“I graduated today and even got a certificate. I successfully finished 20 sessions of radiation to my left breast to kill any remaining cancer cell that was left after a lumpectomy. I have been debating to post this on Facebook but I am doing it to help anyone out there that has to face this struggle.
“I had several people that helped me. Yvette Melendez found me a great surgeon at Hartford Hospital. Brenda Kelley walked me through all the steps I had to take and the questions I needed to ask to make decisions. She even convinced me of keeping my daughters informed. Perhaps that was the hardest part of the process, letting family and friends know what hat was going on.
“My friend Dulce sent me from PR a care package with coffee, lots of chocolates and many other good things. Joyce sent me from Chicago a meditation book. Daisy gave me earrings and wonderful talcum powder.
“The Cancer Center is a welcoming, caring and professional place. Always felt supported and well taken care. I met a wonderful group of women there who were treated at the same hour. I called them the Breakfast Club and we hugged each other whenever one of us finished the treatment. I also took advantage of free massages and Reiki.
“The lesson here HAVE YOUR MAMMOGRAM.
“My small tumor which had not spread was caught that way. I encountered many angels during this challenge who truly helped me along the way. And of course the love of family and friends … I am truly blessed.”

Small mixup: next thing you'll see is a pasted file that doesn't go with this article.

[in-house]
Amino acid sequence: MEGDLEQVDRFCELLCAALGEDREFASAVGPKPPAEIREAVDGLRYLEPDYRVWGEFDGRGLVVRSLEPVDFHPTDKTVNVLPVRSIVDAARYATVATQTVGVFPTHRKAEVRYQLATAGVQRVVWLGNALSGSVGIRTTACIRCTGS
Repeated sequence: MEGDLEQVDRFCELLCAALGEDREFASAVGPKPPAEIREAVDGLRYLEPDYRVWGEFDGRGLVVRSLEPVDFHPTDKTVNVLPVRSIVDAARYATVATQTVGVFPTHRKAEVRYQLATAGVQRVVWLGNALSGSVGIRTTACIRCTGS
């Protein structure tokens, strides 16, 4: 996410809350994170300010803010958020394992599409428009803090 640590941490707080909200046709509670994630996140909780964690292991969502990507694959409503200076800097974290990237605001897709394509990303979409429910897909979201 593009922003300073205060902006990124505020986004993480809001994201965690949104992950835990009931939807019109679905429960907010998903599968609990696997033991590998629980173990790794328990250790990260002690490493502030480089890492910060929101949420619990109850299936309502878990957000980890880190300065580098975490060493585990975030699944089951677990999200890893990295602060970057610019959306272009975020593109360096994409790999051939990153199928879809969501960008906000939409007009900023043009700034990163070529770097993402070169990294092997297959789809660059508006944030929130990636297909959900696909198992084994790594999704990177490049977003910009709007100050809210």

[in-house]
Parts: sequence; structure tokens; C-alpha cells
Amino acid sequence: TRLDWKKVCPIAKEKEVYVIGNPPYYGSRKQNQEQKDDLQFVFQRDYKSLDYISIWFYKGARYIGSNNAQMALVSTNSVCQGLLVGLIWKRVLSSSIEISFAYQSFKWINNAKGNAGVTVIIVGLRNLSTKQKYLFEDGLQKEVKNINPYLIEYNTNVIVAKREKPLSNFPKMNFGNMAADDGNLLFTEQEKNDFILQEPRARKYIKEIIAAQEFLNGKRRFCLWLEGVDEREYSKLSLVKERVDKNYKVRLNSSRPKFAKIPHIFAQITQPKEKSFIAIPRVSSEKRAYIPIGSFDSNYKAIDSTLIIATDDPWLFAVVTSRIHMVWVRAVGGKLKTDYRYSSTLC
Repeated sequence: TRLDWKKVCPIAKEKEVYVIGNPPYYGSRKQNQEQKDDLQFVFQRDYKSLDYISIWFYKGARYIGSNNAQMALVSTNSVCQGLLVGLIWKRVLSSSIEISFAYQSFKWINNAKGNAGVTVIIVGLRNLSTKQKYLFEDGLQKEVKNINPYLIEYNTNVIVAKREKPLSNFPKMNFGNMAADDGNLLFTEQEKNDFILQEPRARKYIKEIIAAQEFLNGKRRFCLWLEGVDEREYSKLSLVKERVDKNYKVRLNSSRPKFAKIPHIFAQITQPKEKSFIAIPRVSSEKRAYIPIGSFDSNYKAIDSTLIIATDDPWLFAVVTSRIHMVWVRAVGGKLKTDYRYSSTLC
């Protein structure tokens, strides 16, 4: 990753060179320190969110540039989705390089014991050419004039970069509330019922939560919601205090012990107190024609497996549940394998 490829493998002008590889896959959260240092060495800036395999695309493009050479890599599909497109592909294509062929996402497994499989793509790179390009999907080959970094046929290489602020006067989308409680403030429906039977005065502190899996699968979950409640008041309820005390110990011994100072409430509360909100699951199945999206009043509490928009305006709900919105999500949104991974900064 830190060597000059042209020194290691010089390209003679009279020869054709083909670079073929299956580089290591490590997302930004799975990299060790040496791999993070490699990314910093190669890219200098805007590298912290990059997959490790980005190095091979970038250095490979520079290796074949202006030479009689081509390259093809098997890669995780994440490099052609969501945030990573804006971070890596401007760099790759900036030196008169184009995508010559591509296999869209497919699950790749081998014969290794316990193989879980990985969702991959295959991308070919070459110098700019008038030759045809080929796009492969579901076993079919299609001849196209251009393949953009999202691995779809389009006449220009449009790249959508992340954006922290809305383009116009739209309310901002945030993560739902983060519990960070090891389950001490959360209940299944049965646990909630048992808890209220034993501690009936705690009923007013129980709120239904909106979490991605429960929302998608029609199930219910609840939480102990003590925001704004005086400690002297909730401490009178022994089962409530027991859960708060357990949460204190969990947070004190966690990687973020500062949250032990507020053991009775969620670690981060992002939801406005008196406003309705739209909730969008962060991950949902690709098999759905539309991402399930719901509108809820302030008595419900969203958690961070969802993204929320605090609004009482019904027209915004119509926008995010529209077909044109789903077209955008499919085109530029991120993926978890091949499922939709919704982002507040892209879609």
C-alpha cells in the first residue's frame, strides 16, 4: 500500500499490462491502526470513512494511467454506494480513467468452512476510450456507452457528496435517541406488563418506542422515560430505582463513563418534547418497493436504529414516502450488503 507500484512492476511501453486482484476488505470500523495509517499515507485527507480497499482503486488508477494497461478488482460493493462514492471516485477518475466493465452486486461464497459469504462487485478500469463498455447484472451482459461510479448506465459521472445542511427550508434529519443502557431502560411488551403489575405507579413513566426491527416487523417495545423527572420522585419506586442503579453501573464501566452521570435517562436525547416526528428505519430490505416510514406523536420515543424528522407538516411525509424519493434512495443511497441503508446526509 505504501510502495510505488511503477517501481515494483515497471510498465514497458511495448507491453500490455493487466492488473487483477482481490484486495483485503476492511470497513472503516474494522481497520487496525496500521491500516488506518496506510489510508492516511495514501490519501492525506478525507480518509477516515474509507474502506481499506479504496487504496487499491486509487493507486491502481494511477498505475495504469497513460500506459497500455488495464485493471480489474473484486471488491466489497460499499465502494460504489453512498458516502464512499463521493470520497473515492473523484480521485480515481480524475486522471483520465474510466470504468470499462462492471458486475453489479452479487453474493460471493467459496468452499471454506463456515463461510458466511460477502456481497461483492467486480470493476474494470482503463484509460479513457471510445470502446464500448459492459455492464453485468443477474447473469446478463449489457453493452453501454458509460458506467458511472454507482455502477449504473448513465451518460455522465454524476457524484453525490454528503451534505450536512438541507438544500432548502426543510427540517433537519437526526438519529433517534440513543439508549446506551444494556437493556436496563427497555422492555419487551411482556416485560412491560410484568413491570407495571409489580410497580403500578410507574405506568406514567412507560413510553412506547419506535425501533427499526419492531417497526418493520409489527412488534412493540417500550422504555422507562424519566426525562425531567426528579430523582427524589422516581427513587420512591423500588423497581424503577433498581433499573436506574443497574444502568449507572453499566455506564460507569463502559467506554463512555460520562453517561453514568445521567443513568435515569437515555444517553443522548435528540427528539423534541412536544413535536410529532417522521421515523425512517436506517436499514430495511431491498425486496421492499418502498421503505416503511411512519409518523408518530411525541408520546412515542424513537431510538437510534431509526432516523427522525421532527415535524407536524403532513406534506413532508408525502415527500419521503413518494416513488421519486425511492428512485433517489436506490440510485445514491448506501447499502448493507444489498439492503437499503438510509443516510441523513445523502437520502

Dr. Salner informs that the Cancer Center offers free mammograms to women who do not have insurance and they offer assistance to apply for Medicare. The Center also has a mobile mammogram service, where they use state-of-the-art equipment in a mobile environment, bringing mammograms to women in the community who simply can not, for whatever reason, make it to the hospital to get a screening. The Cancer Center has bilingual navigators and call receivers to assist non-English speakers as well.
Lopez says she encountered a number of Spanish speakers throughout the process. “Even the parking attendants spoke Spanish,” she says. “One of the technicians didn’t but she did want a recipe for beans and rice. Everyone was so nice … I gave her the recipe.”
Throughout the experience Lopez tried to maintain a positive perspective and says every time she went into radiation she thought of her favorite painter Frida Kahlo–who painted portraits after a back injury of her nude body. “She took something painful and turned it into something beautiful,” says Lopez.
Because the radiation calls for patients to be vulnerable and nude as well, Lopez turned to the technician one day, and said: “Look, I’m Frida Kahlo!” … “Every time I went in for radiation I thought of her,” says Lopez.
Kahlo became a symbol for Lopez. Her step daughter even sent her a pink tile with a picture of Kahlo in the middle. In many ways Lopez is like Kahlo, by spreading awareness and urging other women to get regular screenings in hopes to save lives, she is turning something painful, into something beautiful.
Visit cancer.org for more information about breast cancer
To schedule a mammogram at the Hartford Hospital Cancer Center call (860) 972-1582 to speak with Dorelly – she is bilingual and she will help to schedule. Or visit their website at hartfordhospital.org